Educational Crisis? UK Government Ministers Lacking in Science Experience

15th Mar 2024
Educational Crisis? UK Government Ministers Lacking in Science Experience

We wouldn’t expect government ministers to be rocket scientists or propulsion engineers, but those at the helm of the government’s science, innovation and space related ministries should at the very least have some scientific background. Surely.

Space ambitions but lack of education

Space is a complex and expensive area that requires a wealth of talent and a lot of money. It is a sector that countries around the world are prioritising to accommodate the ever-changing world and the rapid technological progress being made by mankind. It would even be fair to say that many of the countries developing a space programme will have it as one of their top priorities, particularly as it plays a huge role in Defence and Environment; two areas that are under in the public’s gaze. So, you would expect the very best, most experienced government ministers to be placed in charge of it.

Amanda Solloway and her marketing background

And yet, who remembers Amanda Solloway? She was given a huge science brief by the current Conservative government as Parliamentary Under-Secretary of State for Science, Research and Innovation. That made her a key player in the government’s plans to make the UK a world-beating space nation. And yet, a brief look at Amanda’s CV shows a background wholly unsuited to such a mammoth role. This was a role she filled from February 2020 to September 2021.

According to her Wikipedia entry she started off her working life at the checkout in an off licence (retailer of alcohol for non-UK readers) and then went on to work at a Sainsbury’s supermarket for 13 years. Other roles saw her working for a clothing company and also for the UK charities, Help the Aged and Save the Children in an HR role.

Now, we certainly wouldn’t expect her to be a Rocket Scientist, but we fail to see where any transferable skills gained from her many years as a supermarket worker could be applied to the complex space sector.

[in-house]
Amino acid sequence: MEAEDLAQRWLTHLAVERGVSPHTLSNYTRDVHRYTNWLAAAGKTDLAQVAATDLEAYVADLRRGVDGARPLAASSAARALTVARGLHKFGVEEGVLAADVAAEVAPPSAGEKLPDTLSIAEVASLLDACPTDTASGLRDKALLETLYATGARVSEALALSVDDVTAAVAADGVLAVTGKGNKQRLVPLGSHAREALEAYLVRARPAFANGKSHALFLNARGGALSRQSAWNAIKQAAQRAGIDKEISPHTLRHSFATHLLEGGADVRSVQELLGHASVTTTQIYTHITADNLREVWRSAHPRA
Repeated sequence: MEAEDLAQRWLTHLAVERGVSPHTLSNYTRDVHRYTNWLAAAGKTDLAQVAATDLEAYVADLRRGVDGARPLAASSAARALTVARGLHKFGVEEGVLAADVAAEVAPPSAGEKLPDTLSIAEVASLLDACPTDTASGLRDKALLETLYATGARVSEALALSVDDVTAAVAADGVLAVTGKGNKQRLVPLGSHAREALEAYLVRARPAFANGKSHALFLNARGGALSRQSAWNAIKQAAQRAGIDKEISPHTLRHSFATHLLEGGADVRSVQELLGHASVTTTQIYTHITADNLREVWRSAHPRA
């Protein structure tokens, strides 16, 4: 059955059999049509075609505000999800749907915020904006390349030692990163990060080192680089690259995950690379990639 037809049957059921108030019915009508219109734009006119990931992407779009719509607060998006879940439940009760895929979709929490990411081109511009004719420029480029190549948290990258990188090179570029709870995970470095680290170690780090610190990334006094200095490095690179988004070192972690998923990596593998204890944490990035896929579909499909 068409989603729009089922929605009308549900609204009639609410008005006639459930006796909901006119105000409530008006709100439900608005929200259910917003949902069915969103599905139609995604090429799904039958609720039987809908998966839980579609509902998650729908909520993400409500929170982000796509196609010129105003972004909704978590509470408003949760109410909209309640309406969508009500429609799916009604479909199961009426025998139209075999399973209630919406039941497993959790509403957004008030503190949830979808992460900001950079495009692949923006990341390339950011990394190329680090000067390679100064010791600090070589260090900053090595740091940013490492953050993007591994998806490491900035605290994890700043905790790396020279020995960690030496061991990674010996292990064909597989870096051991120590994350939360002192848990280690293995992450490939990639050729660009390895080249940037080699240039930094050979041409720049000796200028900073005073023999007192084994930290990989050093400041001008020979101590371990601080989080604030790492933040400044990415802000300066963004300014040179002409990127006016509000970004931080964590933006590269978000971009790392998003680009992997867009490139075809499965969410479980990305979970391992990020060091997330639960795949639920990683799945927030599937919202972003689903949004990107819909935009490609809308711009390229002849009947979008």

Andrew Griffith and Solar System mess

Fast forward to 2024 and yet another “new” Science Minister finds themselves in the demanding role. Andrew Griffith is the current Minister of State for Science, Research and Innovation, a role he has held since November 2023.

Mr. Griffith’s background is as an accountant, so we can at least see that he should have a firm grasp of the huge amounts involved in operating a government space programme. But, it’s difficult to see any other background experience that would make him a suitable candidate for such a role. 

Andrew Griffith MP, while responsible for Space, famously confused Mars with the Sun and got Jupiter and Saturn mixed up during a walkabout at the Science Museum in London. He was savagely mocked by the media.

Michelle Donelan and no science experience, either

His colleague, Michelle Donelan MP, currently serving as Secretary of State for Science, Innovation and Technology, is a career politician who spent a brief time in various marketing roles in the private sector including stints at Marie Claire magazine and World Wrestling Entertainment (WWE). Here we have yet another unusual candidate for such an important government role.

It has been long said that government ministers should have relevant life experience that would make them suitable for any role they are placed into, and yet it seems the current UK government is doing the exact opposite, which poses the question “why?”.

Are relevant government ministers too much to ask for?

If the UK is to be taken seriously on the world stage, then it is crucial that they demonstrate competence at the government level and show that they have the necessary experience and the determination to succeed – and knowing their planets would show some basic understanding of their brief. Because as things currently stand, it’s the private sector that’s providing the talent and experience and who are the driving force behind the progress made to date.

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